Too little, too late from the federal broadband opportunity council

by Steve Blum • , ,

Received and filed.

It’s called a progress report, but there’s not much progress to report. And the safe bet is that the federal broadband opportunity council will go into hibernation, rather than continue with whatever progress it might have made. Nevertheless, the council published a valediction of its efforts as the Trump administration was walking in the door.

The council was formed in 2015, following Barack Obama’s community-broadband-king-for-a-day speech in Iowa in January of that year. It was a federal version of the California Broadband Council (CBC), which likewise attempts to bring high level officials together to coordinate broadband programs and policies. Unlike the CBC, which at least began its life with major decision makers at the table, the federal council leaped straight into mediocrity with a line up of middle managers from the deep bureaucracy.

There were a couple of genuine advances, such as making it much easier to use economic development administration grants for broadband planning and infrastructure projects, and the startling admission from the environmental protection agency that placing a fiber optic cable in an otherwise existing trench might not harm the environment. Might not. More on that tomorrow.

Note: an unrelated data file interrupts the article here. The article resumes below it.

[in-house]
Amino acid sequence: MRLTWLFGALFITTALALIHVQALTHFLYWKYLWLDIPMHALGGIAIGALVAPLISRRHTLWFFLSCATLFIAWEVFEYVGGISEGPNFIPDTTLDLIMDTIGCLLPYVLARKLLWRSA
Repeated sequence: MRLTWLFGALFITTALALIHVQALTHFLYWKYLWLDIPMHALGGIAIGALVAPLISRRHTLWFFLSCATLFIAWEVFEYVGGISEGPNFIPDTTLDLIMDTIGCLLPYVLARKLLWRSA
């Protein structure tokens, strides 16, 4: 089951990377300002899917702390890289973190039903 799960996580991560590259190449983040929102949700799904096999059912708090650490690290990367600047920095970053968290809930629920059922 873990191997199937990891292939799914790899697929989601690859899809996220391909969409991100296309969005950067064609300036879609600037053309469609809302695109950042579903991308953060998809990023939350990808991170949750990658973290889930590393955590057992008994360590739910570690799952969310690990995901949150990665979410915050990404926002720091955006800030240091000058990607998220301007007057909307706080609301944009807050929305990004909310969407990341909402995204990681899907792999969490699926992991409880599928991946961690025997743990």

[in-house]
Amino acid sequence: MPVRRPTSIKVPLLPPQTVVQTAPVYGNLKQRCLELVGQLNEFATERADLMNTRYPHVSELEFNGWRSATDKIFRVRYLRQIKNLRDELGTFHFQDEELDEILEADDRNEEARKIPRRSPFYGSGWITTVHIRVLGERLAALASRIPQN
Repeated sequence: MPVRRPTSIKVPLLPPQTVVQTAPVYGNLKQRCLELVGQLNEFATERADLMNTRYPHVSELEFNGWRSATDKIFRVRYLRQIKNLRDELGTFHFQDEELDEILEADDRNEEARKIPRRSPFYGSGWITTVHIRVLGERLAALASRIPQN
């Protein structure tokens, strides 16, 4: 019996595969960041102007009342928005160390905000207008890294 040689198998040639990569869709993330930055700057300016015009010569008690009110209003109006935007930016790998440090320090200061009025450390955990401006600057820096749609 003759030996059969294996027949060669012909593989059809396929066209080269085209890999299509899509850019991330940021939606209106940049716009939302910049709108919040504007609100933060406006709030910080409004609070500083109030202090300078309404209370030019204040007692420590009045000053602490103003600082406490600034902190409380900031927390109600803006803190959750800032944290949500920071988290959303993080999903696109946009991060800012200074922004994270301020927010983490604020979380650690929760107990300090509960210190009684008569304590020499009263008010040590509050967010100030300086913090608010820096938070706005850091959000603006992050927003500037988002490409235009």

Otherwise, the report is mostly bureaucratic jargon larded with euphemisms for we’ll get around to it later. Consider…

“DOT encouraged…”
“GSA and BroadbandUSA have discussed…”
“BroadbandUSA…is beta testing…”
“ATJ engaged with NSF…although no ATJ-related proposals were selected for funding…”
“The Office of Educational Technology requested funding…”

Even definitive promises came to naught. The report said that “NTIA’s BroadbandUSA website will be relaunched in January 2017″, but here it is February and nothing has changed. Either the new website wasn’t as far along as the report indicated, or the incoming administration hit the delete button.

I’m betting it’s the latter: all the signals coming out of the white house and the FCC indicate that broadband infrastructure development is to be left to the private sector, in particular incumbent monopolists.